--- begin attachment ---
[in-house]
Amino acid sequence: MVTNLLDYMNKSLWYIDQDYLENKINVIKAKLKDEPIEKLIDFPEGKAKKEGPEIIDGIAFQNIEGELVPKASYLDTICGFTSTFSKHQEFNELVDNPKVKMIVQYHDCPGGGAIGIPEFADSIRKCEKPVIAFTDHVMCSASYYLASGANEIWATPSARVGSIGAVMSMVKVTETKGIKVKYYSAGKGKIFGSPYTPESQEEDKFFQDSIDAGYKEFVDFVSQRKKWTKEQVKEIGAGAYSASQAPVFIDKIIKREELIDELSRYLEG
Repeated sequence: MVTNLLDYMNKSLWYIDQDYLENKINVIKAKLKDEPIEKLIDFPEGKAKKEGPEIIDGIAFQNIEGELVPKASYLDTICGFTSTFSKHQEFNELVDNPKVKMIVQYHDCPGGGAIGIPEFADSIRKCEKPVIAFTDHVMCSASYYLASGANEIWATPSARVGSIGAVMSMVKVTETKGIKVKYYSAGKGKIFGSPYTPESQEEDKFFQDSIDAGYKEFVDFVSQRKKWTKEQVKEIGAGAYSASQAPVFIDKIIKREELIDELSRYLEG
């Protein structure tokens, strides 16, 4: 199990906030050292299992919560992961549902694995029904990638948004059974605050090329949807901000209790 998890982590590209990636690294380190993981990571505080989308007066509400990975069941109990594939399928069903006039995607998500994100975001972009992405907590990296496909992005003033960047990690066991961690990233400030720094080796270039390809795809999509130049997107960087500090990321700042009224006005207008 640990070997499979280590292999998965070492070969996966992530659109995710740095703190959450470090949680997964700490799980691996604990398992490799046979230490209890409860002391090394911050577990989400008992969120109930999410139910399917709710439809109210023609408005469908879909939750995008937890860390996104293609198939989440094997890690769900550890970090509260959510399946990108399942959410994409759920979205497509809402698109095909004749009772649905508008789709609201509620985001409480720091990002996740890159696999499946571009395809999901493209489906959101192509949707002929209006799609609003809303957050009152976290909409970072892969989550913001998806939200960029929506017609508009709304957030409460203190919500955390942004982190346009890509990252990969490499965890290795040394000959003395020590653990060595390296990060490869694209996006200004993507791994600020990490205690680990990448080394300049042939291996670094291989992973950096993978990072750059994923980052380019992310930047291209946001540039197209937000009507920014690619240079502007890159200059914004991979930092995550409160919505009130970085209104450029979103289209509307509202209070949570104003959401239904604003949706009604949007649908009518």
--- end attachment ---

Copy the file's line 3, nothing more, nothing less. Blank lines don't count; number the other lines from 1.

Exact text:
Repeated sequence: MVTNLLDYMNKSLWYIDQDYLENKINVIKAKLKDEPIEKLIDFPEGKAKKEGPEIIDGIAFQNIEGELVPKASYLDTICGFTSTFSKHQEFNELVDNPKVKMIVQYHDCPGGGAIGIPEFADSIRKCEKPVIAFTDHVMCSASYYLASGANEIWATPSARVGSIGAVMSMVKVTETKGIKVKYYSAGKGKIFGSPYTPESQEEDKFFQDSIDAGYKEFVDFVSQRKKWTKEQVKEIGAGAYSASQAPVFIDKIIKREELIDELSRYLEG